Easter People on Mission: Week 6
Acts of the Apostles Scripture Challenge
Paul and his companions sail from port to port around the southwestern edge of Asia Minor and then past the island of Cyprus to Phoenicia. Paul intends to go to Jerusalem, but he receives warnings from Christian prophets that suffering awaits him there. Despite the warnings, Paul is determined to fulfill his mission by going to Jerusalem.
Upon his arrival, James, the chief elder of the Jerusalem church, warns Paul about false rumors that have been spread about him, namely that he was teaching Diaspora Jews (Jews living outside of Palestine) to abandon Mosaic rituals and not to circumcise their children. (In Acts 15, the Church weighed in on the circumcision of Gentiles; for Jews, these rituals were still observed in the earliest days of the Church, but eventually passed away.) James advises Paul to counteract the false report by means of a public act of Jewish piety – taking a Nazirite vow, which requires a week of purification. This would demonstrate publicly that Paul continues to live in observance of the law. However, this act of piety does not seem to satisfy the crowds. After the seven days of purification, Paul shows up in the temple and the Diaspora Jews incite the crowd and have Paul arrested.
Paul delivers the first of four defense speeches before a restless crowd in Jerusalem. He later addresses the governor Felix, the governor Festus, and King Agrippa. Paul stresses his Jewish upbringing and his former antagonism toward Christianity, hoping to show that only a miracle like the Resurrection could have changed the course of his entire life and mission so drastically. In the end, the crowd turns back to anger when Paul mentions his mission to the Gentiles. Paul’s Roman citizenship protects him from unreasonable punishment and guarantees him a fair judicial inquiry.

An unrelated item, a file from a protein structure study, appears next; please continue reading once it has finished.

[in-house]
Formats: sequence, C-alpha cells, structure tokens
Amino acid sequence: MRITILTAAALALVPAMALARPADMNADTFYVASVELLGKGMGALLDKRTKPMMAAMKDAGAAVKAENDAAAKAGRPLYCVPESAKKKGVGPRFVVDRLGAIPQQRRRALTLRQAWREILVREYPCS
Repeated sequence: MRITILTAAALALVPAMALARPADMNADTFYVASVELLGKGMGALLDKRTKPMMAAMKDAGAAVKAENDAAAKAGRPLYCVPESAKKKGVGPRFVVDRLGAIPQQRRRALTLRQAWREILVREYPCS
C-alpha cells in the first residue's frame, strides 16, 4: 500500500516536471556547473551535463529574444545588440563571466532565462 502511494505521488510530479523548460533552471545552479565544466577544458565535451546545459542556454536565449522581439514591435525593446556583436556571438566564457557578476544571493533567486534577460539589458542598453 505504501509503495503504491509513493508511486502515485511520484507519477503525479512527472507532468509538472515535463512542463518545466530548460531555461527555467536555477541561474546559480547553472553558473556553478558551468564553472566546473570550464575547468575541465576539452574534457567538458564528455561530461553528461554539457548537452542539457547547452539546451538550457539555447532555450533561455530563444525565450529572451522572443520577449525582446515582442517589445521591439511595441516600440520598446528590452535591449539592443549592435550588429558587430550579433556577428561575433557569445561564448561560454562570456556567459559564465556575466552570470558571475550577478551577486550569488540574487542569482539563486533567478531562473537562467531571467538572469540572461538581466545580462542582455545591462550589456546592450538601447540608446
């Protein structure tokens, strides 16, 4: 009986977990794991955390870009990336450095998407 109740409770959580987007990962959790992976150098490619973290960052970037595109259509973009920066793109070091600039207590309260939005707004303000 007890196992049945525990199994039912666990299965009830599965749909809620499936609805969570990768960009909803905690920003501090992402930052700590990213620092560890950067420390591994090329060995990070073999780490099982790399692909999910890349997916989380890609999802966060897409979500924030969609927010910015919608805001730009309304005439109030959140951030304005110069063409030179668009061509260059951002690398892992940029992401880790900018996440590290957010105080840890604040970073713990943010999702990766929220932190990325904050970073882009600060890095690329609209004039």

Paul is brought before the high priest and the Sanhedrin, and then before the Roman governor. The Jews accuse Paul of actions against the Jewish people and Caesar and seek his death, while the governor declares him innocent. Although he escapes immediate flogging and assassination because of his Roman citizenship, he is not spared from having to suffer long incarceration and frustrating legal trials.
What are some things we can learn from these passages?
At that time, Roman citizenship could be purchased, inherited, or conferred by the empire as a gift for outstanding service. Paul’s use of his legal rights as a citizen sets a useful example for contemporary Christians who encounter discrimination or persecution. Paul used the rights of his Roman citizenship to protect his mission. We need to do the same by using every political and legal remedy to fight for religious freedom so that the laws of our country protect our freedom to spread the Gospel and defend the human rights of all.
We also notice that these later chapters of Acts highlight striking parallels between the passion of Jesus and the “passion of Paul.” For Paul, as for Jesus, there is a triple prediction of his sufferings, and in each case, his friends try to prevent it. His arrival in Jerusalem is marked by a Jewish plot to kill him. He is brought before the high priest and Sanhedrin, and then before the Roman governor, who declares him innocent. Throughout all of this, Paul, as Jesus, submits to the Father’s will.
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